Spence Field provides for some outstanding views of the North Carolina Smokies, but if you still have the energy, hike another 1.2 miles to Rocky Top for an even better vantage point - possibly the best in the park.

Here's a preview of some of the sights you'll see at the top:


For more information on Spence Field, please click here, and for more information on Rocky Top, please click here.


Jeff
HikingintheSmokys.com Detailed information on trails in the Smoky Mountains; includes trail descriptions, key features, pictures, video, maps, elevation profiles, news, hiking gear store, and more.

Tuesday, June 1, 2010

Brand New Trails Illustrated Maps for the Smokies

National Geographic now has two separate Trails Illustrated Maps for the Great Smoky Mountains - in addition to the old map. National Geographic has divided the Park in two, thus allowing each map to show much greater detail. The original map, which covered the entire Park, had a scale 1:70,000. The two new maps now have a scale of 1:40,000 (1” = .6 miles) and provide much greater detail such as backcountry campsites, footbridges, fords and stream crossings, nature/interpretive trails, as well as detailed trail mileages.

The map for the western section of the Park includes the Cades Cove and Elkmont areas. The map for the eastern section includes Clingmans Dome, Mt. LeConte and the Cataloochee areas.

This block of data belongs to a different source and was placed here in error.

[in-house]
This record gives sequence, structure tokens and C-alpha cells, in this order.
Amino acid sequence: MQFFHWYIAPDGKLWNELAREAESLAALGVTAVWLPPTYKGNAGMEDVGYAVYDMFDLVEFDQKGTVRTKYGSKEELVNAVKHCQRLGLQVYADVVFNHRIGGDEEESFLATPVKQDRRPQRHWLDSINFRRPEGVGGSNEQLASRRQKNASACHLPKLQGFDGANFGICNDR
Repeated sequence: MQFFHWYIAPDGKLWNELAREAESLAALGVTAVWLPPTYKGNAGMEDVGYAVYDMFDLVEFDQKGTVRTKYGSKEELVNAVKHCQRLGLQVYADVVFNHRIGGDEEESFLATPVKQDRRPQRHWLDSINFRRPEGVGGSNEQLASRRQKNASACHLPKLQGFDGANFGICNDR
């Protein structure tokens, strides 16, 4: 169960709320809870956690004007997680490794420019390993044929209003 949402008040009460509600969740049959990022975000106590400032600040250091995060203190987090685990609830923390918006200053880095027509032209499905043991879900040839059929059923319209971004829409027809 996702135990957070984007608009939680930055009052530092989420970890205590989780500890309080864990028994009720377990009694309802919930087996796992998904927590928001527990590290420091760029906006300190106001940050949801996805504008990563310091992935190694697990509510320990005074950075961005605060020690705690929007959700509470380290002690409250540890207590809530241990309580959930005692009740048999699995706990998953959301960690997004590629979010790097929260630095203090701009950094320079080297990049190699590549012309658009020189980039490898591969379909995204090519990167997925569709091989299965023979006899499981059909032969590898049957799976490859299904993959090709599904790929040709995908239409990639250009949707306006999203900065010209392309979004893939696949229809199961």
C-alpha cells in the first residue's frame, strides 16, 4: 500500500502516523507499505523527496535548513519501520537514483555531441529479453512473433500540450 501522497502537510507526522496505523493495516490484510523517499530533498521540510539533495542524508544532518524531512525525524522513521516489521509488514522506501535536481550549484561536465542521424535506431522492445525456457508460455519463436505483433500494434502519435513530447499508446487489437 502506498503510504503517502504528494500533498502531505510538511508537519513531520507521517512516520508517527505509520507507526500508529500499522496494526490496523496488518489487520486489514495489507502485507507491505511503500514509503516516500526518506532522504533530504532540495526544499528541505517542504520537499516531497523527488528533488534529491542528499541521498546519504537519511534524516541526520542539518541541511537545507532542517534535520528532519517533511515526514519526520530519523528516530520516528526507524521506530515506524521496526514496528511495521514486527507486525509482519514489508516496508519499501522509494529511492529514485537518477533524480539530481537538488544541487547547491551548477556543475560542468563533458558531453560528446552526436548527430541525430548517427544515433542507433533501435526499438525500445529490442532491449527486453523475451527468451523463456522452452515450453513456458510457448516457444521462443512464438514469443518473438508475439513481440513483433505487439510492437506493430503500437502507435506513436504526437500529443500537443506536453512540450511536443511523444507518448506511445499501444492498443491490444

Coverage Highlights Areas and places featured in this map series include: the Appalachian Trail, Benton Mackaye Trail, and the Mountains-to-Sea Trail. The maps also include scenic overlooks and roadside pull-outs.

Of course you can still purchase the original map that includes the entire Park.

Thanks to the blog reader that was kind enough to drop me an email informing me of these new items.


Jeff
HikingintheSmokys.com Detailed information on trails in the Smoky Mountains; includes trail descriptions, key features, pictures, video, maps, elevation profiles, news, and more.

New Bear Warnings in Smokies

The Great Smoky Mountains updated their list of trails, backcountry campsites and shelters that have posted bear warnings, and have added several new locations to the list this morning.

Here's the current list:

Abrams Falls Trail
• Clingmans Dome Trail and parking lot
Laurel Falls Trail
Ramsey Cascades Trail
• Mount Le Conte Lodge
• Mount Le Conte Shelter
• Russell Field Shelter
• Tricorner Knob Shelter
• Backcountry Campsites 10, 12, 13, 29

Additionally, these Backcountry Campsites and Shelters are closed:

• Backcountry Campsites 36, 37
• Mount Collins Shelter

Please note that posted "Bear Warnings" simply means that these are areas where bears are active. Please read What Do I Do If I See A Bear? for important safety information about bears.


Jeff
HikingintheSmokys.com Detailed information on trails in the Smoky Mountains; includes trail descriptions, key features, pictures, video, maps, elevation profiles, news, and more.